K&L Personal Sommelier Service Online Newsletter - July 2010 Edition
South American Adventures: Interested in discovering new styles of wine from South America? Whether you're on a mission to learn or simply want to develop your palate and discover something new, get started today by creating a customized wine club through the K&L Personal Sommelier Service.
More than Malbec?
Yes. There is more than just Malbec produced Argentina.
Although I don't blame you for asking. Over the last decade, Malbec has risen to the top of the list of celebrity brand exports from Argentina, surpassing Evita, Tango and the Gaucho. From $2 guzzlers to fancy high-end bottles that merit cellar space, North Americans love Argentine Malbec.
Don’t get me wrong, there is a lot of great Malbec produced in Argentina. But just because it’s been your tried-and-true inexpensive Cab alternative for so long doesn’t mean it’s the best or only option. There is a lot more to Argentine wine than Malbec, and a lot more to South America than Argentina - exciting stuff you just might love more.
2008 La Madrid Bonarda Mendoza ($14.99) I’ll let you in on a secret: real Argentines don’t tango, they cumbia, and when they enjoy their tinto with friends and family at a traditional asado dominguero, it’s most likely Bonarda, perhaps poured from a recycled glass bottle refilled from a barrel at the corner market and not a flashy, brand-name Malbec wrapped in tissue. Whether Argentine Bonarda is a descendent of the Piedmontese variety of the same name, or is actually California’s Charbono grape (a majority of sources favor the Californian theory), there is no disputing the fact that the 2008 La Madrid Bonarda is honest, unpretentious, food-friendly table wine. Loaded with black fruit and plum flavors, with subtle earthiness and baking spice notes, this medium-bodied red is a perfect wine for dominguero, complementing the variety of sausage and grilled beef preparations in addition to the numerous other foods involved, from savory emapanadas to desserts slathered with dulce de leche.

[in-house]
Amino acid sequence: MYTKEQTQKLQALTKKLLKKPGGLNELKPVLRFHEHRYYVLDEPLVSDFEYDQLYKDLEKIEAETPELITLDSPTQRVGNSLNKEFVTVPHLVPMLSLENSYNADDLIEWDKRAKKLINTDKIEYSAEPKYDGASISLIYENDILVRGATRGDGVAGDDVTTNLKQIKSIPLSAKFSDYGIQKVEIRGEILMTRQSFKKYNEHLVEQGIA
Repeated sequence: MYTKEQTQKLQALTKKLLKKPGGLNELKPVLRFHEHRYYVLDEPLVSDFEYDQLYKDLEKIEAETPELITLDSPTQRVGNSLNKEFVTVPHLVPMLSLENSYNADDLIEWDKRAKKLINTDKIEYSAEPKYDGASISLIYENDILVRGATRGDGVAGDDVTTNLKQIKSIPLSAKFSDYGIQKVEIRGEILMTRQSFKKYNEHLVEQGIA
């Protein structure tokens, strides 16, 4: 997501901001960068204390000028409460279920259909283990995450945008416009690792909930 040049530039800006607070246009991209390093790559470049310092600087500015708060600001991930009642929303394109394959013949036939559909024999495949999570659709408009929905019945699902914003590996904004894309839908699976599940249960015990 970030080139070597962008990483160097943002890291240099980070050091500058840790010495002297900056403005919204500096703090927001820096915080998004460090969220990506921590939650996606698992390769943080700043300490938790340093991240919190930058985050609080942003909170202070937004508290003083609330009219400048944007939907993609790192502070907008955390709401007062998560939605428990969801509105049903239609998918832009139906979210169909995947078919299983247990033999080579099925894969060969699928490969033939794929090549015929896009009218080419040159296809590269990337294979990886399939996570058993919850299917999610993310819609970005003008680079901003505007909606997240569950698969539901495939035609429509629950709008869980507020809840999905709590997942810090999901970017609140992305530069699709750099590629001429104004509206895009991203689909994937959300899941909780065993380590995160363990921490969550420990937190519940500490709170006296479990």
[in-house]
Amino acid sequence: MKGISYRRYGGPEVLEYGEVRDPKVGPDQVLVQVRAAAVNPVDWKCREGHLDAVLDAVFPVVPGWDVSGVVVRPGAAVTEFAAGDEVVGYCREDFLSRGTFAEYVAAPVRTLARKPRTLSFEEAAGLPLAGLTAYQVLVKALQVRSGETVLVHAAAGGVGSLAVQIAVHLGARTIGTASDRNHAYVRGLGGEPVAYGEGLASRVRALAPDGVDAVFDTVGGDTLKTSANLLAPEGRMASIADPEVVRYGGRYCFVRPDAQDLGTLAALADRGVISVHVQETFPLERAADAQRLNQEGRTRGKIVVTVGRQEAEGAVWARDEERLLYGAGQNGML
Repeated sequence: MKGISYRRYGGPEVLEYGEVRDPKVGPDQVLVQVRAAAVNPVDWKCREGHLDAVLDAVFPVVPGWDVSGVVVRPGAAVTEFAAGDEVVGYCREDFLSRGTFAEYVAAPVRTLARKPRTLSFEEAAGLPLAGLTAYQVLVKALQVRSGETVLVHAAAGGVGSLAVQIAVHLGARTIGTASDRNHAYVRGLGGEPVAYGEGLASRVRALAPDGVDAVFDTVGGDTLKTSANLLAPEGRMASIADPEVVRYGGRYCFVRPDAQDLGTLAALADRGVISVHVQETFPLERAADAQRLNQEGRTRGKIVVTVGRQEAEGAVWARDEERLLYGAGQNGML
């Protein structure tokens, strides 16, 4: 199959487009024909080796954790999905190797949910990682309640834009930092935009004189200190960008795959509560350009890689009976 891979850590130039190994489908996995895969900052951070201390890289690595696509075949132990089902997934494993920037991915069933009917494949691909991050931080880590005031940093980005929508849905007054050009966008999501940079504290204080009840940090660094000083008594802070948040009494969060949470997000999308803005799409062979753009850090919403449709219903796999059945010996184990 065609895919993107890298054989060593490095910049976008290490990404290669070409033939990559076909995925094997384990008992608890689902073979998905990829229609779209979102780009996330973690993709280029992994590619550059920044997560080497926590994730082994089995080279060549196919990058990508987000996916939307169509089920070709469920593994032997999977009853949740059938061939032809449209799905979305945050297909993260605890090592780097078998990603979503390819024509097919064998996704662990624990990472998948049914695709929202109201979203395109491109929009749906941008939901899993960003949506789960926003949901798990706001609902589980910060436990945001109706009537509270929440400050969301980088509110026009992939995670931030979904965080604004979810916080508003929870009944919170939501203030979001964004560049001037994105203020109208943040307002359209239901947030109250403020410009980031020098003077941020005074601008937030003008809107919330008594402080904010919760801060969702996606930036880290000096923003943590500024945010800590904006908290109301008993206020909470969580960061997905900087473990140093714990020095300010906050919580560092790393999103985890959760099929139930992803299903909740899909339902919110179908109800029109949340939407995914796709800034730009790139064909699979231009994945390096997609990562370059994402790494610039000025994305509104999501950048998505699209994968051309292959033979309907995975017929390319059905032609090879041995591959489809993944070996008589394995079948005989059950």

2008 In’Ka Carmenere Colchagua ($12.99) Carmenere is to Chile what Malbec is to Argentina: an immigrant varietal from Bordeaux that is better suited to the growing conditions of South American soils than in its French homeland. If you are looking for a tasty example of the Chilean version, this is well worth a try. Deep purple in color, this is a Carmenere with some heft. The nose shows characteristic earthiness, but these aromas are supported by rich black fruit and anise accents, as opposed to the ash and roasted jalapeño so often associated with mass-market Carmenere. The palate is lush and plummy, with medium tannins and good grip. Vanilla and mocha spice add complexity to the finish. This is a hearty wine that would work well with anything grilled—a great alternative to a bolder style of Malbec.
2007 Don Pascual Tannat “Roble” Juanico Uruguay ($16.99) Don Pascual Harriague, an immigrant from France, was the first to introduce Tannat to Uruguayan soils in 1870, and this family-run domaine continues to lead the pack in quality Tannat production today. Despite its purple-hued, Madiran-esque robe, this is fruity, generous, modern Tannat, worlds apart from its tannic, inaccessible French counterpart. A big brother to the light and fruity “Pueblo del Sol,” the Roble sees 12 months in barrel and exhibits a wide array of aromas and flavors, from black plum, cassis and fig to espresso bean and graphite. Here we have a great example of what Tannat produced in the cool, maritime climate of Juanico can be: a world-class red wine that is balanced and complex, showing more robust fruit character and smoother tannins than the French iteration, but still substantial enough to hold its own at table.
Personal Sommelier Service | Tastings
Want more? For additional recommendations for other exciting South American wines, write to Sommelier@klwines.com